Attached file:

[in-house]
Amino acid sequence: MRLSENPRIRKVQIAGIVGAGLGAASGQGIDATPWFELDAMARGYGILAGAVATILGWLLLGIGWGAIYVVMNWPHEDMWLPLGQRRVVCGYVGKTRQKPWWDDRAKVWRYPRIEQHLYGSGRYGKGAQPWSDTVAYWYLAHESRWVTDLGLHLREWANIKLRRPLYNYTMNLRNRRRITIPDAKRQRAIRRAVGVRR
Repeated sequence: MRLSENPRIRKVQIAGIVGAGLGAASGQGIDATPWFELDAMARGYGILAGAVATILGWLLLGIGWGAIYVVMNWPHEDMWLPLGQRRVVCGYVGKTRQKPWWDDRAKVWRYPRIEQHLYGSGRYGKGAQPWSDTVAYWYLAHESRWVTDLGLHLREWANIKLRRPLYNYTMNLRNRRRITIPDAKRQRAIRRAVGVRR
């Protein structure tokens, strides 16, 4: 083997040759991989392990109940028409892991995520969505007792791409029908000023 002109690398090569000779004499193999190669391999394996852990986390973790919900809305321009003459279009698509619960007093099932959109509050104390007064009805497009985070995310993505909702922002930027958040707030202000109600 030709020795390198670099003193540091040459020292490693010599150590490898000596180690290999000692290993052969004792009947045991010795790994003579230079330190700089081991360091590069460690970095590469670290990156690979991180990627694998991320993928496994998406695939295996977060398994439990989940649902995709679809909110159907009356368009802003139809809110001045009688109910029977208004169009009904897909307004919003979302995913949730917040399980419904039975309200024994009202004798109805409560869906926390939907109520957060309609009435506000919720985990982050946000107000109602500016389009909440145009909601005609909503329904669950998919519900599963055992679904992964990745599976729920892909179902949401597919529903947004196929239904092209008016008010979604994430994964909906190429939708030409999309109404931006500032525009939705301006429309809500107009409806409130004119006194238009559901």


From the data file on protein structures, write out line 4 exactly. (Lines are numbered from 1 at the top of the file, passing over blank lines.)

């Protein structure tokens, strides 16, 4: 083997040759991989392990109940028409892991995520969505007792791409029908000023 002109690398090569000779004499193999190669391999394996852990986390973790919900809305321009003459279009698509619960007093099932959109509050104390007064009805497009985070995310993505909702922002930027958040707030202000109600 030709020795390198670099003193540091040459020292490693010599150590490898000596180690290999000692290993052969004792009947045991010795790994003579230079330190700089081991360091590069460690970095590469670290990156690979991180990627694998991320993928496994998406695939295996977060398994439990989940649902995709679809909110159907009356368009802003139809809110001045009688109910029977208004169009009904897909307004919003979302995913949730917040399980419904039975309200024994009202004798109805409560869906926390939907109520957060309609009435506000919720985990982050946000107000109602500016389009909440145009909601005609909503329904669950998919519900599963055992679904992964990745599976729920892909179902949401597919529903947004196929239904092209008016008010979604994430994964909906190429939708030409999309109404931006500032525009939705301006429309809500107009409806409130004119006194238009559901």